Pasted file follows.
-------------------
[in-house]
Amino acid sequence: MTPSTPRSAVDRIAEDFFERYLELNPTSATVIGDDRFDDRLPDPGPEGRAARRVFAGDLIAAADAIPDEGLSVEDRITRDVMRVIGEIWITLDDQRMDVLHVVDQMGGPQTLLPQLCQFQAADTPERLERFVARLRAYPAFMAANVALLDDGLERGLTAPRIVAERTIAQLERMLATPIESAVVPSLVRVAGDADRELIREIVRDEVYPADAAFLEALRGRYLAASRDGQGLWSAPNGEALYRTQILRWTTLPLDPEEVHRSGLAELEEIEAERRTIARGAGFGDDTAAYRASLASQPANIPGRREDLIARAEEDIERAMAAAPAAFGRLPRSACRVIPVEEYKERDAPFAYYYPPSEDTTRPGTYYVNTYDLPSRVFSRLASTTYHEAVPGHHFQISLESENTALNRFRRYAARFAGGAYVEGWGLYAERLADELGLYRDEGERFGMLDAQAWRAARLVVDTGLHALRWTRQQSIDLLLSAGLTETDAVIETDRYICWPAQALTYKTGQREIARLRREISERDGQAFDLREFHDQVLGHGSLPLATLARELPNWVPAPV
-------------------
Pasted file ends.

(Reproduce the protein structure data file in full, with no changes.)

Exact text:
[in-house]
Amino acid sequence: MTPSTPRSAVDRIAEDFFERYLELNPTSATVIGDDRFDDRLPDPGPEGRAARRVFAGDLIAAADAIPDEGLSVEDRITRDVMRVIGEIWITLDDQRMDVLHVVDQMGGPQTLLPQLCQFQAADTPERLERFVARLRAYPAFMAANVALLDDGLERGLTAPRIVAERTIAQLERMLATPIESAVVPSLVRVAGDADRELIREIVRDEVYPADAAFLEALRGRYLAASRDGQGLWSAPNGEALYRTQILRWTTLPLDPEEVHRSGLAELEEIEAERRTIARGAGFGDDTAAYRASLASQPANIPGRREDLIARAEEDIERAMAAAPAAFGRLPRSACRVIPVEEYKERDAPFAYYYPPSEDTTRPGTYYVNTYDLPSRVFSRLASTTYHEAVPGHHFQISLESENTALNRFRRYAARFAGGAYVEGWGLYAERLADELGLYRDEGERFGMLDAQAWRAARLVVDTGLHALRWTRQQSIDLLLSAGLTETDAVIETDRYICWPAQALTYKTGQREIARLRREISERDGQAFDLREFHDQVLGHGSLPLATLARELPNWVPAPV